The bounding box idea is good. Checking if a point is in a bounding box is extremely fast.
If you still need more speed, you can do more pre-calculation like this:
- For each polgon create a bounding box.
- Define equally sized "tiles" that cover your map.
- For each tile, create a list of polygons that overlap. You can do that by first checking if the bounding box overlaps with the tile. If they do, you check if the polygon overlaps with the tile.
When searching, do this:
- Determine the tile that you're in. That's a fast operation.
- Now you have the list of potential polygons.
- For each polygon, check if the point is in the bounding box.
if it is, check if the point is in the polygon using the more expensive algorithm that you've mentioned.
I've used this algorithm several times and it's very fast. By changing the tile size you can choose the right balance between memory footprint and performance:
Think of the extreme cases:
One huge tile that covers the entire map:
You'll get one list of all elements in your map, you'll have to check all of the bounding boxes.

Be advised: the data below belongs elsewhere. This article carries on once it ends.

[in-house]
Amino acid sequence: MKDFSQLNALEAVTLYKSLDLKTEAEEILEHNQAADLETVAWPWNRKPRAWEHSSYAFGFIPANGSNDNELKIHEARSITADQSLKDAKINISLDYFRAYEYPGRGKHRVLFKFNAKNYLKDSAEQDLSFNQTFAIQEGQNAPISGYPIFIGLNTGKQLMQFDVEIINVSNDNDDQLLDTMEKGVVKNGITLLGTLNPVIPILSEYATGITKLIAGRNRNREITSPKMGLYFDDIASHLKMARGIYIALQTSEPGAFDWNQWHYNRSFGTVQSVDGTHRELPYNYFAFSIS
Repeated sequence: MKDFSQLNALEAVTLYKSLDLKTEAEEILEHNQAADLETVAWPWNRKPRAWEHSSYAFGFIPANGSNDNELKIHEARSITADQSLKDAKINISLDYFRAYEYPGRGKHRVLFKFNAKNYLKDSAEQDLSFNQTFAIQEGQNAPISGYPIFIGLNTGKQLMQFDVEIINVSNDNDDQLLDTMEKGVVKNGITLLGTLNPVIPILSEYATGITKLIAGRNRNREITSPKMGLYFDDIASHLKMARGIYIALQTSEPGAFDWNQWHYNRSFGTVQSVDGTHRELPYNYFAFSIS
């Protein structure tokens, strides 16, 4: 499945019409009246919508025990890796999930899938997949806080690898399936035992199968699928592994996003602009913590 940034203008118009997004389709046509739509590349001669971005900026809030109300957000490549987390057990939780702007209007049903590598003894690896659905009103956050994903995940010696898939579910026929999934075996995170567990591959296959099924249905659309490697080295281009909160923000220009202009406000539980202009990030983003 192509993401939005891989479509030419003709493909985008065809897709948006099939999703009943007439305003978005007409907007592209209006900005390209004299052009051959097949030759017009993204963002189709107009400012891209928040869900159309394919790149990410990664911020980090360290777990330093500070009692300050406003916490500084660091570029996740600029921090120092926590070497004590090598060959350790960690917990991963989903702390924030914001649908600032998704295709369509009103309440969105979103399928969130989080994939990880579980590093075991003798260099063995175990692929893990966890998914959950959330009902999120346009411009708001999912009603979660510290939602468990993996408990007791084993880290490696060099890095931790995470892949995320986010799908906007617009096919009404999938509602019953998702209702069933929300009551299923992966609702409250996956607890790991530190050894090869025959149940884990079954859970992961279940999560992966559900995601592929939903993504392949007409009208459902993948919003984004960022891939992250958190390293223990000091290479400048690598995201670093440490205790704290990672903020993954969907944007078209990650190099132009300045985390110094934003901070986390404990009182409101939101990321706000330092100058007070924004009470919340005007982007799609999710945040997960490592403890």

Very tiny tiles (1x1 m for a map that only has a polygon per country):
You'll get a huge amount of tiles. All polygons will be split over many tiles, and each tile will only have one polygon. But, once you've figured out in which tile the point is (fast), it's almost 100% sure that there's just one polygon that needs to be checked.
You need to be somewhere in between. If you only need this once and a while, you might want to choose a low memory footprint over performance. The optimal tilesize can also depends on the homogeneity of the polygon sizes. So, there is no automatic way to calculate an optimal tile-size, and you'll just have to tweak a bit until you get it right.